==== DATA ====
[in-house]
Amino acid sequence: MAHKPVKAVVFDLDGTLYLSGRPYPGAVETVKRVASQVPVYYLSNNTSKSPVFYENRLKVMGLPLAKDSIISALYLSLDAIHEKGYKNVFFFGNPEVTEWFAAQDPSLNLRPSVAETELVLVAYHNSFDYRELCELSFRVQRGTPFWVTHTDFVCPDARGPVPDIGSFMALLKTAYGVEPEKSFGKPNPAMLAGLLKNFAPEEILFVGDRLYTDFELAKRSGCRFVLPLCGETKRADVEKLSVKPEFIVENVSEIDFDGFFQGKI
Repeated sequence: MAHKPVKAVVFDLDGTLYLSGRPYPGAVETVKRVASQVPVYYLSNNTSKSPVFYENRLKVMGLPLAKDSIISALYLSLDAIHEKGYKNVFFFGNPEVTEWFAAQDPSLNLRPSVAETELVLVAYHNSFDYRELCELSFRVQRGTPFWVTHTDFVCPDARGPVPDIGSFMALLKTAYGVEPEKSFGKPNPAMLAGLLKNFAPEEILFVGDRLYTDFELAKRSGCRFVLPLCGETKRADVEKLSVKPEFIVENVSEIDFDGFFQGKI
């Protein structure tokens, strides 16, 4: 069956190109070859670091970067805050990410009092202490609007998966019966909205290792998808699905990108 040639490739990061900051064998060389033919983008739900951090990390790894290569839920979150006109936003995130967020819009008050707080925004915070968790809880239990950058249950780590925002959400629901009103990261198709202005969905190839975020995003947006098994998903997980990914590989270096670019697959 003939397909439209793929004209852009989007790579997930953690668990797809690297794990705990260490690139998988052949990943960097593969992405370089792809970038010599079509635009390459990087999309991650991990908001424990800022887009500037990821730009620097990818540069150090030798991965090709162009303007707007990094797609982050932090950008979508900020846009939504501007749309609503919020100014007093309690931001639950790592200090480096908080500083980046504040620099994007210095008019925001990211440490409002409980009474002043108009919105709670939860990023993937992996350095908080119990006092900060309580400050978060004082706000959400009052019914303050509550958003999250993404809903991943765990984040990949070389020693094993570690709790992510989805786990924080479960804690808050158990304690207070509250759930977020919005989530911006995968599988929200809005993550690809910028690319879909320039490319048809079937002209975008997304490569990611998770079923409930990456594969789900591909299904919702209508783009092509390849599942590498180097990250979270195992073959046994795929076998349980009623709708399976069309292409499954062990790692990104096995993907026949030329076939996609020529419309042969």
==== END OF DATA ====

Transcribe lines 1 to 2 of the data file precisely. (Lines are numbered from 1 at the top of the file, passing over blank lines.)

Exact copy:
[in-house]
Amino acid sequence: MAHKPVKAVVFDLDGTLYLSGRPYPGAVETVKRVASQVPVYYLSNNTSKSPVFYENRLKVMGLPLAKDSIISALYLSLDAIHEKGYKNVFFFGNPEVTEWFAAQDPSLNLRPSVAETELVLVAYHNSFDYRELCELSFRVQRGTPFWVTHTDFVCPDARGPVPDIGSFMALLKTAYGVEPEKSFGKPNPAMLAGLLKNFAPEEILFVGDRLYTDFELAKRSGCRFVLPLCGETKRADVEKLSVKPEFIVENVSEIDFDGFFQGKI